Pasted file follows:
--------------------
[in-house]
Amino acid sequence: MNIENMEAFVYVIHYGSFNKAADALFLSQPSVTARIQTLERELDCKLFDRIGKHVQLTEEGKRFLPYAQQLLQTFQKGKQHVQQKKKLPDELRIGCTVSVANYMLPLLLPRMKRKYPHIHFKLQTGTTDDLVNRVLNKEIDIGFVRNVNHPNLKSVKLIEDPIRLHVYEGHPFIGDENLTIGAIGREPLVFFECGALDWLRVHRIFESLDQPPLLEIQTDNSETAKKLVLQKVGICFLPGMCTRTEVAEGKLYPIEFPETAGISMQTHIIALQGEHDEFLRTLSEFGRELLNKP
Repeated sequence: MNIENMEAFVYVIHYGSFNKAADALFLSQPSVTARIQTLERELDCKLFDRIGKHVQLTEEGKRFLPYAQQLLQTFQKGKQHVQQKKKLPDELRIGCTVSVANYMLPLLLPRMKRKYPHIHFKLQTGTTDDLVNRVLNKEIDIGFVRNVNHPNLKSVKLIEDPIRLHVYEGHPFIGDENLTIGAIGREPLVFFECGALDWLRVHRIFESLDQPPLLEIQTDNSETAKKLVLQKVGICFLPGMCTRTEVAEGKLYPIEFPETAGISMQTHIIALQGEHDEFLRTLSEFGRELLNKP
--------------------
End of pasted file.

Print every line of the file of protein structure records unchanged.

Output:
[in-house]
Amino acid sequence: MNIENMEAFVYVIHYGSFNKAADALFLSQPSVTARIQTLERELDCKLFDRIGKHVQLTEEGKRFLPYAQQLLQTFQKGKQHVQQKKKLPDELRIGCTVSVANYMLPLLLPRMKRKYPHIHFKLQTGTTDDLVNRVLNKEIDIGFVRNVNHPNLKSVKLIEDPIRLHVYEGHPFIGDENLTIGAIGREPLVFFECGALDWLRVHRIFESLDQPPLLEIQTDNSETAKKLVLQKVGICFLPGMCTRTEVAEGKLYPIEFPETAGISMQTHIIALQGEHDEFLRTLSEFGRELLNKP
Repeated sequence: MNIENMEAFVYVIHYGSFNKAADALFLSQPSVTARIQTLERELDCKLFDRIGKHVQLTEEGKRFLPYAQQLLQTFQKGKQHVQQKKKLPDELRIGCTVSVANYMLPLLLPRMKRKYPHIHFKLQTGTTDDLVNRVLNKEIDIGFVRNVNHPNLKSVKLIEDPIRLHVYEGHPFIGDENLTIGAIGREPLVFFECGALDWLRVHRIFESLDQPPLLEIQTDNSETAKKLVLQKVGICFLPGMCTRTEVAEGKLYPIEFPETAGISMQTHIIALQGEHDEFLRTLSEFGRELLNKP